Beyond being innovative, successful business owners tend to be proactive about protecting themselves against hazards that could have devastating consequences. They put locks on the doors, buy fire insurance and avoid extending credit to hobos. If water is pouring through a gaping hole in the roof of the warehouse, they fix it rather than blithely assuming that these kinds of events are normal and will eventually go away.

The standard approach to investing entails replicating a generic asset allocation plan then populating that plan with low cost index funds. Sometimes you rebalance the investments to stay in perfect conformation with the generic plan. If risks present themselves you must ignore them because the plan is a good one that has the approval of a guy that won a Nobel prize! You don’t know him, but trust me, he is very smart. In return for patient allegiance to the generic plan that everyone should copy, we expect a lifetime of returns that beat inflation.

Of course, many people want to take a more active role. Investments are selected by doing research. [Sarcasm Alert] They will do the hard work of uncovering gems by looking in Value Line for stocks with a low p/e. An adviser will make sure to stay on top of things by reading the reports written by the firm’s investment strategist – you don’t know him, but he is very smart. We will pick talented fund managers by reading information compiled by Morningstar. This is a good strategy because a lot of people aren’t willing to go all the way to the library to conduct research. [End Sarcasm]

The assumption that we deserve good returns by doing exactly what everyone else does, with information that everyone else already has, flies in the face of common sense. Doing this while purposely ignoring risk is lunacy. An adviser that is not willing to work hard enough or smart enough to create an innovative approach is a dead man walking. The traditional, generic approach isn’t worth paying for and will not last.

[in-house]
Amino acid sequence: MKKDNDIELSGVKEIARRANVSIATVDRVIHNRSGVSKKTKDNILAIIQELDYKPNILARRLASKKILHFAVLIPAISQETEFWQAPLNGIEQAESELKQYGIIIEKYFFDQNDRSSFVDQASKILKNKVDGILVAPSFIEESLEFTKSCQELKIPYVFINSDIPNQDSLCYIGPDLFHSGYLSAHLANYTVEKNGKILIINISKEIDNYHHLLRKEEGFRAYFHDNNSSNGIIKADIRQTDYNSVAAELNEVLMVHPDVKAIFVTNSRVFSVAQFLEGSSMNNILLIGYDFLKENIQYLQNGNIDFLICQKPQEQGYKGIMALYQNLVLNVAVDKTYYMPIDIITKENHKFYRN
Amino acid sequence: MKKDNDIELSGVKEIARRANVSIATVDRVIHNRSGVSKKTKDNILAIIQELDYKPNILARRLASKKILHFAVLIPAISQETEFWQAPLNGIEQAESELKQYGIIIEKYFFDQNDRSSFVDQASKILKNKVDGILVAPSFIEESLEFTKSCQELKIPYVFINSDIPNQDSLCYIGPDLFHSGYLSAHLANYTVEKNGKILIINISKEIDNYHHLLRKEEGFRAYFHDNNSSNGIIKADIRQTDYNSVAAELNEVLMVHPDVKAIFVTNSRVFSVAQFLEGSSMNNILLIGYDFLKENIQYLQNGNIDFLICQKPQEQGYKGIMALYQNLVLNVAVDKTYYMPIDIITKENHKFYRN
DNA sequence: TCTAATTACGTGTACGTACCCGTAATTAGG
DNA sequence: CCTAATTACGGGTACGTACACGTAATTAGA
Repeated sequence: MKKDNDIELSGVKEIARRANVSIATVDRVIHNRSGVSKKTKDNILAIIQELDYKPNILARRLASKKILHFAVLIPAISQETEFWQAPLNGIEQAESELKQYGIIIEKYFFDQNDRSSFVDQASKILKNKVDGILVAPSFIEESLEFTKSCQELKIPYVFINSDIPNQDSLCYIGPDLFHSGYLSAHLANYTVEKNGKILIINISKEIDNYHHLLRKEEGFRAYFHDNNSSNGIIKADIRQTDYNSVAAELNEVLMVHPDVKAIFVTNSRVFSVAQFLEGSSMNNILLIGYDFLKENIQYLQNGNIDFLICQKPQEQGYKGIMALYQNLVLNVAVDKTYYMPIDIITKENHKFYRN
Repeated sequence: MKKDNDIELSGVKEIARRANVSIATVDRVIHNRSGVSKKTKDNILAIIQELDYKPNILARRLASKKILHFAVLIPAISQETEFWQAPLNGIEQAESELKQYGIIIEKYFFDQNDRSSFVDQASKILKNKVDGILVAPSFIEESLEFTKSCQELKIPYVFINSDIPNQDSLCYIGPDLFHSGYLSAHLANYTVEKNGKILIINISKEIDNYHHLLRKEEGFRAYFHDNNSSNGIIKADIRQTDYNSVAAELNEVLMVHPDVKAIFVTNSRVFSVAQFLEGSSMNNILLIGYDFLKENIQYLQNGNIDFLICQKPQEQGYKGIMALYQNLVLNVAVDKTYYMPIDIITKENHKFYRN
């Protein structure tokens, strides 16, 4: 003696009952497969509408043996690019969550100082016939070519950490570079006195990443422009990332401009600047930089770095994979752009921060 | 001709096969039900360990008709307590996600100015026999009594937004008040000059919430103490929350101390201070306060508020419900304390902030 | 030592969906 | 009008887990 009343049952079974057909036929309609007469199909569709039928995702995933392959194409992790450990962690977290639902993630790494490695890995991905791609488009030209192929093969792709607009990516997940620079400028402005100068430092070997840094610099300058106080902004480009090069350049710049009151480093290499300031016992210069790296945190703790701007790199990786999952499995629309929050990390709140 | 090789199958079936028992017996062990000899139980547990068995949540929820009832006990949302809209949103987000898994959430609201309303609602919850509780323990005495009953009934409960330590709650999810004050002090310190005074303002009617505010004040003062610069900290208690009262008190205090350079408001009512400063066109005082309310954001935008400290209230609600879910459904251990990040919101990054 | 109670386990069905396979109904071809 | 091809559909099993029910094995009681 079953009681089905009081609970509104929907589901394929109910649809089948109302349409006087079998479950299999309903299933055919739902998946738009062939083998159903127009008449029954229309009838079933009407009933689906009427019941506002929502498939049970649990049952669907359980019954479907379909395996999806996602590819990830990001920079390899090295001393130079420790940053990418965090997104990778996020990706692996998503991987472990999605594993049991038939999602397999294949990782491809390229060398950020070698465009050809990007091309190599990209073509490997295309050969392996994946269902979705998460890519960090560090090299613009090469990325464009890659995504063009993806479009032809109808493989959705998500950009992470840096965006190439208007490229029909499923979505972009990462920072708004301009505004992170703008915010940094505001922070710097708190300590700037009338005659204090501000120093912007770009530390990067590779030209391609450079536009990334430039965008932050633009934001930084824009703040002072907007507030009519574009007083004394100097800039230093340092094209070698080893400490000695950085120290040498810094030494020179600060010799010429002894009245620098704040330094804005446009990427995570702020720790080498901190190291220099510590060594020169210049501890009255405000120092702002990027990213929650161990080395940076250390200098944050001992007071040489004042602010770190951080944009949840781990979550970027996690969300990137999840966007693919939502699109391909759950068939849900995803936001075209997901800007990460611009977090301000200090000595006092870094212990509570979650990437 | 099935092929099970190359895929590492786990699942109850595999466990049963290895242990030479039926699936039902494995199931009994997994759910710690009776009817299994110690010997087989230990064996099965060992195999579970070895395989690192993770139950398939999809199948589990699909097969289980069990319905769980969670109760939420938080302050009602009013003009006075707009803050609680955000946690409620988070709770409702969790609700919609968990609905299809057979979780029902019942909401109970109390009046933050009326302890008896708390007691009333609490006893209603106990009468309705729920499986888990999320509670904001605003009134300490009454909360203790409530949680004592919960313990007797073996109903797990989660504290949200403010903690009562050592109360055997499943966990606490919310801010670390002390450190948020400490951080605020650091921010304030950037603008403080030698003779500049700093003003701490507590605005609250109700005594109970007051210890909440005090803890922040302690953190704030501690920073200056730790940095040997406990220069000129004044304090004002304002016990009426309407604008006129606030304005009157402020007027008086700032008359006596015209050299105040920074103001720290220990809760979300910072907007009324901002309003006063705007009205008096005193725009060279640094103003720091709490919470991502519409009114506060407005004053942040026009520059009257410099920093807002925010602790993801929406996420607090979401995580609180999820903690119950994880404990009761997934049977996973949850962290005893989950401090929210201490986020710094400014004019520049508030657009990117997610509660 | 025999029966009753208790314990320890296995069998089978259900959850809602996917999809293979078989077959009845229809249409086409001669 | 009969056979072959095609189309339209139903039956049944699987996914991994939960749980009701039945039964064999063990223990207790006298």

How To Sniff Out BS Research

Interesting article from Scientific American on how to evaluate whether or not an article or report is scientifically sound or just an attempt to justify a preconceived conclusion.

In other words, even if I can’t evaluate someone else’s raw data to tell you directly what it means, I can evaluate the way that data is used to support or refute claims. I can recognize logical fallacies and distinguish them from instances of valid reasoning. Moreover, this is the kind of thing that a non-scientist who is good at critical thinking (whether a journalist or a member of the public consuming a news story) could evaluate as well.

The ability to read and judge research critically is one of the most important skills an investor, or anyone for that matter, can have. Read it all here.

“It’s a Mathematical Inevitability”

It gets tiresome reading day after day on the ever deeper hole states, cities and other municipalities are digging themselves into. Tiresome, until Michael Lewis writes about it. In this case he covers California and a couple of cities that are already beginning to collapse.

The problem was going to grow worse until, as he put it, “you get to one.” A single employee to service the entire city, presumably with a focus on paying pensions. “I don’t know how far out you have to go until you get to one,” said Reed, “but it isn’t all that far.” At that point, if not before, the city would be nothing more than a vehicle to pay the retirement costs of its former workers.

Read the whole thing here: California and Bust